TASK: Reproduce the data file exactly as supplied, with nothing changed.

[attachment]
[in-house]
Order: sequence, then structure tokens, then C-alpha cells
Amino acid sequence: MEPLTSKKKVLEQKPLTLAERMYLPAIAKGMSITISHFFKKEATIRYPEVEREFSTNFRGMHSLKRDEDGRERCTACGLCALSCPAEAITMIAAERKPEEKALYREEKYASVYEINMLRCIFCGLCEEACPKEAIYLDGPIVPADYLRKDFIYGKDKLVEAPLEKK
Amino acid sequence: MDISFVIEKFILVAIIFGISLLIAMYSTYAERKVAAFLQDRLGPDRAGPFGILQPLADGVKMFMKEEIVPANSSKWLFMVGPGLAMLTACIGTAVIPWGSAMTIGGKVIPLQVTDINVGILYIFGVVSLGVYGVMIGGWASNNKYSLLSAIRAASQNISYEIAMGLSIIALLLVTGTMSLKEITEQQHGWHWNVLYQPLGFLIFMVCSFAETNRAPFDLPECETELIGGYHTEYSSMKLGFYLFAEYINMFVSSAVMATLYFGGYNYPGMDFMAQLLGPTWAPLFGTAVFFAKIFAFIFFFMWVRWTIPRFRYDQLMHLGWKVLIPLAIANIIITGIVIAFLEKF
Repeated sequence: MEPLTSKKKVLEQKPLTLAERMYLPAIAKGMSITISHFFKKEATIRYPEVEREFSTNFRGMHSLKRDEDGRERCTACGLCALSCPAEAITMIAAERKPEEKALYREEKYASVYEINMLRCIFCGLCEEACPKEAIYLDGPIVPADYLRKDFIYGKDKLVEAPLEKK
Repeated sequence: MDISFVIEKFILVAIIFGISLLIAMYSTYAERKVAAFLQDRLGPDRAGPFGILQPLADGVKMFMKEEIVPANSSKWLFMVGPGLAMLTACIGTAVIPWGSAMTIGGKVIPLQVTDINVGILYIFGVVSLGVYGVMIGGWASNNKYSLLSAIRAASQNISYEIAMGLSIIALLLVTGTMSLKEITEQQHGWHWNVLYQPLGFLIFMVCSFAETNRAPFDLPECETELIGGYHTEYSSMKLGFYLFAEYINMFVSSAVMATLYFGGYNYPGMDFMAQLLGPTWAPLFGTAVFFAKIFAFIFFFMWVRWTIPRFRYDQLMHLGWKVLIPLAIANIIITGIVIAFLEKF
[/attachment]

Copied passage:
[in-house]
Order: sequence, then structure tokens, then C-alpha cells
Amino acid sequence: MEPLTSKKKVLEQKPLTLAERMYLPAIAKGMSITISHFFKKEATIRYPEVEREFSTNFRGMHSLKRDEDGRERCTACGLCALSCPAEAITMIAAERKPEEKALYREEKYASVYEINMLRCIFCGLCEEACPKEAIYLDGPIVPADYLRKDFIYGKDKLVEAPLEKK
Amino acid sequence: MDISFVIEKFILVAIIFGISLLIAMYSTYAERKVAAFLQDRLGPDRAGPFGILQPLADGVKMFMKEEIVPANSSKWLFMVGPGLAMLTACIGTAVIPWGSAMTIGGKVIPLQVTDINVGILYIFGVVSLGVYGVMIGGWASNNKYSLLSAIRAASQNISYEIAMGLSIIALLLVTGTMSLKEITEQQHGWHWNVLYQPLGFLIFMVCSFAETNRAPFDLPECETELIGGYHTEYSSMKLGFYLFAEYINMFVSSAVMATLYFGGYNYPGMDFMAQLLGPTWAPLFGTAVFFAKIFAFIFFFMWVRWTIPRFRYDQLMHLGWKVLIPLAIANIIITGIVIAFLEKF
Repeated sequence: MEPLTSKKKVLEQKPLTLAERMYLPAIAKGMSITISHFFKKEATIRYPEVEREFSTNFRGMHSLKRDEDGRERCTACGLCALSCPAEAITMIAAERKPEEKALYREEKYASVYEINMLRCIFCGLCEEACPKEAIYLDGPIVPADYLRKDFIYGKDKLVEAPLEKK
Repeated sequence: MDISFVIEKFILVAIIFGISLLIAMYSTYAERKVAAFLQDRLGPDRAGPFGILQPLADGVKMFMKEEIVPANSSKWLFMVGPGLAMLTACIGTAVIPWGSAMTIGGKVIPLQVTDINVGILYIFGVVSLGVYGVMIGGWASNNKYSLLSAIRAASQNISYEIAMGLSIIALLLVTGTMSLKEITEQQHGWHWNVLYQPLGFLIFMVCSFAETNRAPFDLPECETELIGGYHTEYSSMKLGFYLFAEYINMFVSSAVMATLYFGGYNYPGMDFMAQLLGPTWAPLFGTAVFFAKIFAFIFFFMWVRWTIPRFRYDQLMHLGWKVLIPLAIANIIITGIVIAFLEKF